Therefore, access to university differs in each country. Portuguese students have their guaranteed entry after 3 years of regular education, as the arithmetic mean of all disciplines that will define the professional course to be held by Portuguese student, disregarding their skills, abilities, interests and preferences. In Brazil, the student who intends entering university must go through a selection process after completing high school, called ENEM, or enters the university by an examination process called Vestibular, but it is he who makes the choice of his profession, preserving since principle of the autonomy and individuality, regardless of the outcome of this educational stage.

In this sense, what one sees is that the school also investigated in Brazil, enables and encourages the development of this autonomy from the beginning, because, unlike the Portuguese schools that were targeted in this study, the curriculum of the Brazilian school has a rigid part and other flexible, although both are mandatory, the flexible part of the high school student can opt for subjects, contents or topics that are of interest to the personal and professional development. It is believed that this account helps in forming the identity of the student, because while it approaches the interest of young people, bringing meaning and purpose to their learning, fosters an environment of respect for individuality, in that satisfaction and self-fulfillment of students are prioritized, seeking to facilitate the construction of the self-esteem of the student.

Order to better respond to the research objective, we applied the Rosenberg Self-Esteem Scale (Rosenberg, 1965) , adapted for each of the populations, being in the Portuguese population by Santos (2003) and the Brazilian population by Hutz (2000) , who maintained the assessment scales as a unidimensional measure, equivalent to the original instrument psychometric characteristics. This objective scale assesses overall feelings of self esteem. It consists of 10 items that score 1 (“strongly agree”) to 4 (“strongly disagree”). A higher score represents higher self-esteem. We note that five items of the scale are reversed (2, 5, 6, 8, 9).

Furthermore, André and LeLord (2000) interprets the result of self-esteem of the scale Rosenberg, can be classified as follows: 10 to 16 points suggests a trend towards low self-esteem, from 17 to 33 points and an average between 34 and self-esteem 40 points correspond to high self-esteem, warning that the result shows the current time of the person.

Analyzing data using SPSS for descriptive statistics and comparison of means, the results showed lower levels of self-esteem in Portuguese students (X = 3.22, and SD = 0:58) than the Brazilian students (X = 3.45 and SD = 0:41). While the average Portuguese self-esteem is classified as average, and the Brazilian self-esteem is considered high, as André & LeLord (2000) . According to the classification of the authors, although both results are close, the comparison between these two populations showed a significant difference (t = 3.275, p ≥ 0.001), which enables the students say that Brazil have higher self-esteem than of Portugal. Soon these teens point to more positive levels of self-esteem, demonstrating to be pleased with themselves.

When investigating the sex/gender variable among 365 students in the sample, we realize that there is a difference statistically significant between boys and girls (t = 2.391, p = 0.017), but deepen this result, the analyzes revealed no differences significant between female and male students in the sample of Portugal, unlike the Brazilian sample, in which students demonstrated better self-esteem than students, pointing significant difference (t 2 = 552, p = 0.012).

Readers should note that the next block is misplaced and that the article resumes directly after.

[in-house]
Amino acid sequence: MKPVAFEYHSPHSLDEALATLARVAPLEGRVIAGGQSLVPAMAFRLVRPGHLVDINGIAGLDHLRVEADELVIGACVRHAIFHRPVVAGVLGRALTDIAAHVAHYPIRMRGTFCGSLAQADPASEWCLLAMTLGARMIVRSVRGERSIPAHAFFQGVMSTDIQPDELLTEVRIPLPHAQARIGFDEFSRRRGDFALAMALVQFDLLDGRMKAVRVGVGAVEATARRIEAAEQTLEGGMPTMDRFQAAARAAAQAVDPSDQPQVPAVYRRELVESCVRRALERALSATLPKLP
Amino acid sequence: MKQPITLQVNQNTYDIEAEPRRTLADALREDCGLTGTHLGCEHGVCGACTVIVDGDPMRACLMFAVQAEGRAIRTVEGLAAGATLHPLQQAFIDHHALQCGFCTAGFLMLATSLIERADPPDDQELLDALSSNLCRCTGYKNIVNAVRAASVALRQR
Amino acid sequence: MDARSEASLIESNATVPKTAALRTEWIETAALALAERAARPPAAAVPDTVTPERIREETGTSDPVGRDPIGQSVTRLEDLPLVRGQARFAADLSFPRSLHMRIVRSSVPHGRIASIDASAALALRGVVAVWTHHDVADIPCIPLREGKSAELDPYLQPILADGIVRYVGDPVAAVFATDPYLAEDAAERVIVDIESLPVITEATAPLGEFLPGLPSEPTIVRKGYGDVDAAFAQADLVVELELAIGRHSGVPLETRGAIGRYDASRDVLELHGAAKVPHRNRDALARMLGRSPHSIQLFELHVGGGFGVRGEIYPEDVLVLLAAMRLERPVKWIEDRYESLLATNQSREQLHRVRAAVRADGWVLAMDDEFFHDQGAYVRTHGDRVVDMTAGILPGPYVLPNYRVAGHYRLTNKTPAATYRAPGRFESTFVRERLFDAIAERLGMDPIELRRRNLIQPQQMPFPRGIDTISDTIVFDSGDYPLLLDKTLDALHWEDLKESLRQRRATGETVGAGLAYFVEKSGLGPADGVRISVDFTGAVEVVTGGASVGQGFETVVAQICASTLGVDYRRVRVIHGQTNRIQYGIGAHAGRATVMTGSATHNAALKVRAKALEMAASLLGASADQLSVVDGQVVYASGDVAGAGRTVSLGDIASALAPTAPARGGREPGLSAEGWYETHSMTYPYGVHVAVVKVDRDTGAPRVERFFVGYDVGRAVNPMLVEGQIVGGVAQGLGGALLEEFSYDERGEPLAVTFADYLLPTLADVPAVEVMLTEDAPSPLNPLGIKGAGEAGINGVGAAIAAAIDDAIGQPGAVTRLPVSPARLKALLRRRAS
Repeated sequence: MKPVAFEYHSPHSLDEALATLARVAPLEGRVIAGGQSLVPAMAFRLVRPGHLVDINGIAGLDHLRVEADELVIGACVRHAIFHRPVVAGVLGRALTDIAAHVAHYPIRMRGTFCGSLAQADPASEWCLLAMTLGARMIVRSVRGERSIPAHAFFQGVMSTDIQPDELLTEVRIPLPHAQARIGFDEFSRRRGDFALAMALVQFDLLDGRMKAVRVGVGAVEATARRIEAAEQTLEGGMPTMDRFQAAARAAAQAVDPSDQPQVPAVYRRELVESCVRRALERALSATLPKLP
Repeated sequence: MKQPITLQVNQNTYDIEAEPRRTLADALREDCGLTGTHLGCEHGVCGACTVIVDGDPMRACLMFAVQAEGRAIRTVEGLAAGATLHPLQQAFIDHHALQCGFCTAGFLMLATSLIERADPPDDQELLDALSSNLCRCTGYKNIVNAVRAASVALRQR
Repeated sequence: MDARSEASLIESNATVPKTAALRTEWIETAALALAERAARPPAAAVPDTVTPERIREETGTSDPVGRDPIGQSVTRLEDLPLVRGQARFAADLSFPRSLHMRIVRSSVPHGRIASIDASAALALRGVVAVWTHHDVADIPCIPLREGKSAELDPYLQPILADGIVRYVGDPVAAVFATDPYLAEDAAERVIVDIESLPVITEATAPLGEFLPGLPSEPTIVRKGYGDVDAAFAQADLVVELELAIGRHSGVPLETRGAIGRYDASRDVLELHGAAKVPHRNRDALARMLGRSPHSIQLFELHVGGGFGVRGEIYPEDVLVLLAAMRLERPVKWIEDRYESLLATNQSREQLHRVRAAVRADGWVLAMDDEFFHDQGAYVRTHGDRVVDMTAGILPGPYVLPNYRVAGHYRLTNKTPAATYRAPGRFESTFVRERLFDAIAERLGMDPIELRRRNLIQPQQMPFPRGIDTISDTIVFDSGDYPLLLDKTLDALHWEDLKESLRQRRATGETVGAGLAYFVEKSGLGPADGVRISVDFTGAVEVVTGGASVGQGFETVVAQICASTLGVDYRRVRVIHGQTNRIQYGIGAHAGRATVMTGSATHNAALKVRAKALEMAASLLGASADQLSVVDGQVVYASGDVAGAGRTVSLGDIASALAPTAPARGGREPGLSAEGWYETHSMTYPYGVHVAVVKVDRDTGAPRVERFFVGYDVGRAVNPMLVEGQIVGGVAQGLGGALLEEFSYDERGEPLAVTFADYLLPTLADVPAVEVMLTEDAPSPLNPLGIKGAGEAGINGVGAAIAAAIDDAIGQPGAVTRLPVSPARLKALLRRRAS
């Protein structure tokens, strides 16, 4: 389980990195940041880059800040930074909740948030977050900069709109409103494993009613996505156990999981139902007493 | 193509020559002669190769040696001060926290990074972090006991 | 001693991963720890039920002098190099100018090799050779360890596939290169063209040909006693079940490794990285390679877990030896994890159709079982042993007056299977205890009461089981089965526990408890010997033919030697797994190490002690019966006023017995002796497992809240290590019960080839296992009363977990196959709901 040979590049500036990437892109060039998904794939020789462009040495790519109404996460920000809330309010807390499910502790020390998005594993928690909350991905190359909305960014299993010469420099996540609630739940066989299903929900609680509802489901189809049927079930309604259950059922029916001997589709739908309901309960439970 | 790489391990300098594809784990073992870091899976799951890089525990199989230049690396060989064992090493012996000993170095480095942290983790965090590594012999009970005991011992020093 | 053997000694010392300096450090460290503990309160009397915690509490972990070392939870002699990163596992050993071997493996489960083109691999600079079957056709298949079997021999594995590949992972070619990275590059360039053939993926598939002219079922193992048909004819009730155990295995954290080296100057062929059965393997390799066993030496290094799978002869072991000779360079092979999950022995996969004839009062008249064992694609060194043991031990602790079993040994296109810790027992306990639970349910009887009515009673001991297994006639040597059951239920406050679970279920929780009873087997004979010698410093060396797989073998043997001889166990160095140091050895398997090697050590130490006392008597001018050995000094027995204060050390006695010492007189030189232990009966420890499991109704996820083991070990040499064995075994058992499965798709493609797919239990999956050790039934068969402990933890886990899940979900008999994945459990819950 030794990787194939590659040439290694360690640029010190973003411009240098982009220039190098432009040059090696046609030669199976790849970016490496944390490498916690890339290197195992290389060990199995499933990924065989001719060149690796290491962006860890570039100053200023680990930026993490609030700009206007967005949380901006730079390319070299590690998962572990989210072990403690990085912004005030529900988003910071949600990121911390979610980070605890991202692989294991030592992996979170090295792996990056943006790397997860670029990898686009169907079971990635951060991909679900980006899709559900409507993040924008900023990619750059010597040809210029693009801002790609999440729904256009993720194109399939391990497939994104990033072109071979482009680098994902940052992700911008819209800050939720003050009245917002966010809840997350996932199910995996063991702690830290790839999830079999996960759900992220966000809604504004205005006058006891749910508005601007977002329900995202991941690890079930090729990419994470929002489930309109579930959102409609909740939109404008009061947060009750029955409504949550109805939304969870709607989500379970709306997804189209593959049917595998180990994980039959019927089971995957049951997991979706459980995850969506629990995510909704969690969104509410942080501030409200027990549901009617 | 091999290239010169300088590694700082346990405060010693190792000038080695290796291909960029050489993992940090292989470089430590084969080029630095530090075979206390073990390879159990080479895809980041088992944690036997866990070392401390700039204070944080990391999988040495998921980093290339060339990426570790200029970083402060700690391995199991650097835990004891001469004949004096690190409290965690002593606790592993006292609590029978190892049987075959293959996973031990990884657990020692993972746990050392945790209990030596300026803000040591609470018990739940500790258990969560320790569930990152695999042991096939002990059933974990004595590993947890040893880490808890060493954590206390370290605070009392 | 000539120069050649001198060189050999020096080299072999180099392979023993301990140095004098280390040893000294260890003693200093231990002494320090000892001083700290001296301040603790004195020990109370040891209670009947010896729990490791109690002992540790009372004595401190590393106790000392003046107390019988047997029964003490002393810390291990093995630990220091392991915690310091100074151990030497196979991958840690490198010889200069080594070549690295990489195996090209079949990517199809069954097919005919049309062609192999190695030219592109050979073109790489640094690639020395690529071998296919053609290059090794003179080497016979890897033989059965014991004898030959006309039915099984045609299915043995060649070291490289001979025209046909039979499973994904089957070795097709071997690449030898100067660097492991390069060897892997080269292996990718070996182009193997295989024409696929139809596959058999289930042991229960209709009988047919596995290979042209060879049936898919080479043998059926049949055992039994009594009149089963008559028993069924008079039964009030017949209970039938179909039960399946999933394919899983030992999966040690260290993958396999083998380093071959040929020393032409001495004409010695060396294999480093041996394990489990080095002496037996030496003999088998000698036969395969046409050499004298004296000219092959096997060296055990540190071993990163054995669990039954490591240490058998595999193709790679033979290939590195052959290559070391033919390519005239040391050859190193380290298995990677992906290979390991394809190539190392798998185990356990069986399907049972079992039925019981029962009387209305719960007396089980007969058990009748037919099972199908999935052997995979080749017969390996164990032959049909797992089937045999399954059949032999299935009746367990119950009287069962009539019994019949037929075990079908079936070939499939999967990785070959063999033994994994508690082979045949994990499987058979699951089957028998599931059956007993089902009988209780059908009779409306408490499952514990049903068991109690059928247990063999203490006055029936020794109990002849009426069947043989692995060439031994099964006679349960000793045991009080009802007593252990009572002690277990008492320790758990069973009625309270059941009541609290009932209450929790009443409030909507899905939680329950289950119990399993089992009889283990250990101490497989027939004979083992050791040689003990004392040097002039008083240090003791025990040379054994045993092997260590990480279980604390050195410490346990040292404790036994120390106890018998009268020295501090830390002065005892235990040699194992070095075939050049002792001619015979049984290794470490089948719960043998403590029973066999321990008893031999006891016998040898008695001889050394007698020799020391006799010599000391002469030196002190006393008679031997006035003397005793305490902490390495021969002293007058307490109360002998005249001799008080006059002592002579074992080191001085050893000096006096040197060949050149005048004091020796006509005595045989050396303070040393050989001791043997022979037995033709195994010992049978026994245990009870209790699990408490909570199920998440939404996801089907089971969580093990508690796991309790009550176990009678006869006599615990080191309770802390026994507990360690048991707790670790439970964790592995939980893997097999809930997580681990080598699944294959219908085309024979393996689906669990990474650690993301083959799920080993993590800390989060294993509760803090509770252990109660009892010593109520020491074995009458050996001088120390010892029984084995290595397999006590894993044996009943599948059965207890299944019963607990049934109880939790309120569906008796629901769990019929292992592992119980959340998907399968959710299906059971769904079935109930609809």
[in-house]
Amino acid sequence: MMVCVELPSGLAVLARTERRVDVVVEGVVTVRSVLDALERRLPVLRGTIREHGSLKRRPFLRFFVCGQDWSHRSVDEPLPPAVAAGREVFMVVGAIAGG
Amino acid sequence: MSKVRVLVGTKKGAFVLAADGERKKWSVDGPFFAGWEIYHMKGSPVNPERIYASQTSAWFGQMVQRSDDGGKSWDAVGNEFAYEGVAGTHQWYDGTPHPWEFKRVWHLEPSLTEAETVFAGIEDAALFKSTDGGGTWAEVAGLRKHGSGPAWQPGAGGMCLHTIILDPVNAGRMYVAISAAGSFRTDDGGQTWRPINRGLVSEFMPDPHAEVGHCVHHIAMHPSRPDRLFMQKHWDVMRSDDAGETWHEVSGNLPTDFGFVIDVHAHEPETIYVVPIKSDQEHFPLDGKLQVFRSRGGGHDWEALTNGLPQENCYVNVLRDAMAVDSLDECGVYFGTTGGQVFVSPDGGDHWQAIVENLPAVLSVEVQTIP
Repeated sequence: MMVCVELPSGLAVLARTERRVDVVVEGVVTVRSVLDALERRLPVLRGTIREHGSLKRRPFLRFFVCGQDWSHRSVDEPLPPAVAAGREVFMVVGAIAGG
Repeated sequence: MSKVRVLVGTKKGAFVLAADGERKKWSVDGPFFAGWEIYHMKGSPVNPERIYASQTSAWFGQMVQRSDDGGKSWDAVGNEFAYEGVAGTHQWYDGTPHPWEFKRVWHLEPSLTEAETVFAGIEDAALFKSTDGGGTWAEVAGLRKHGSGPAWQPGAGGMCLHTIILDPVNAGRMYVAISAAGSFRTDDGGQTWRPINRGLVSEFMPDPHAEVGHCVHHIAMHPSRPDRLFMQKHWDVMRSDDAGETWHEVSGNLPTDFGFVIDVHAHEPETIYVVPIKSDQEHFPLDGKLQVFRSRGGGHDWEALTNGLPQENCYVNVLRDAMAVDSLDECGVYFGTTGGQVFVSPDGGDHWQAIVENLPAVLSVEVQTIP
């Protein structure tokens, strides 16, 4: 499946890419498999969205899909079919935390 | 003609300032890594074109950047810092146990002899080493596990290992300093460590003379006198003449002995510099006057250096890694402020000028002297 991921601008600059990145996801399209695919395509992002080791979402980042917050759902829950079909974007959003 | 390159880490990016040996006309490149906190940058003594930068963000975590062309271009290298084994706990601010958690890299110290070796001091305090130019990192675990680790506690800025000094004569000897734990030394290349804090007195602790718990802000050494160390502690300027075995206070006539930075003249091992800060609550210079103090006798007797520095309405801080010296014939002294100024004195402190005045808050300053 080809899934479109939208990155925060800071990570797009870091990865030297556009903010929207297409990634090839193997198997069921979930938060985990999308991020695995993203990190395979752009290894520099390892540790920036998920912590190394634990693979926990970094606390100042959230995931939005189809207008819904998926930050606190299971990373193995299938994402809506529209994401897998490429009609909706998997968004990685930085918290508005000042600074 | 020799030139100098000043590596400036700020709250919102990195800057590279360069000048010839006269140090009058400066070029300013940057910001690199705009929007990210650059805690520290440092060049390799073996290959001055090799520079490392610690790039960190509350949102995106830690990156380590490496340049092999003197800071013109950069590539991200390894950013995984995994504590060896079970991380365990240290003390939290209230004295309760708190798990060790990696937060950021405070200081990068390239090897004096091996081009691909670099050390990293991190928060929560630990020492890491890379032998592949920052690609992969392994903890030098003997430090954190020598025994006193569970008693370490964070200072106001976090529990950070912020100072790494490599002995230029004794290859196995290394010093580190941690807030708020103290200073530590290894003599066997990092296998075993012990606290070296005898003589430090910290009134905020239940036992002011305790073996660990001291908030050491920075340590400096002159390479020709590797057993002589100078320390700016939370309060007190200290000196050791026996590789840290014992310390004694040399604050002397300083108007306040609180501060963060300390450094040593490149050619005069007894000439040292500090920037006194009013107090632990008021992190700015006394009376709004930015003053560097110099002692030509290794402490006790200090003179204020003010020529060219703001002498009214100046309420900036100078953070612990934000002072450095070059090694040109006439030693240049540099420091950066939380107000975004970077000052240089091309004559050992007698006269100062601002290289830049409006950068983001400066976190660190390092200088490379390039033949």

The result of this part of research to suggest that the gender variable may be relevant according to the context in which the students are, although the study Sbicigo, Bandeira, & Dell’Aglio (2010) show that there are controversies about levels of self-esteem and its relation to gender issues. The research carried out by these authors in large Brazilian cities, with the participation of 4757 students, aged 14 and 18 who also responded to the Rosenberg Self-Esteem Scale used in research and found no significant differences between genders, although referenced studies that this variable had a relationship with the self-esteem construct.

By analyzing the percentage frequency of positive and negative scale items Rosenberg alone, considering both positive scoring levels (strongly agree and agree somewhat) you can check that there are some differences between students of Portugal and Brazil, as shown Table 1.

Despite three items of positive indicators―with satisfaction, value and have positive attitudes―the Rosen- berg Self-Esteem Scale had a greater frequency in Portuguese students in relation to Brazilian, which seems to define the difference between the averages found on the level of self-esteem participant in this study is the value of the percentage frequency of negative indicators, as shown in Table 1 comparison of percentage frequency between Portuguese and Brazilian students in positive items is very close, while the percentage frequency of Portuguese students, referring to items that correspond to low self-esteem, equivalent to almost three times the percentage of Brazilian students who are to realize these feelings.

Another aspect that draws attention is related to positive levels of scale―strongly agree and agree somewhat ―that reveal the assessment of students on each feeling. While Brazilian students agree feel a bit of negative feelings concerning his person, there are Portuguese students who, beyond that degree of feeling, feel really agree, demonstrating to express a judgment of less value to Brazilians.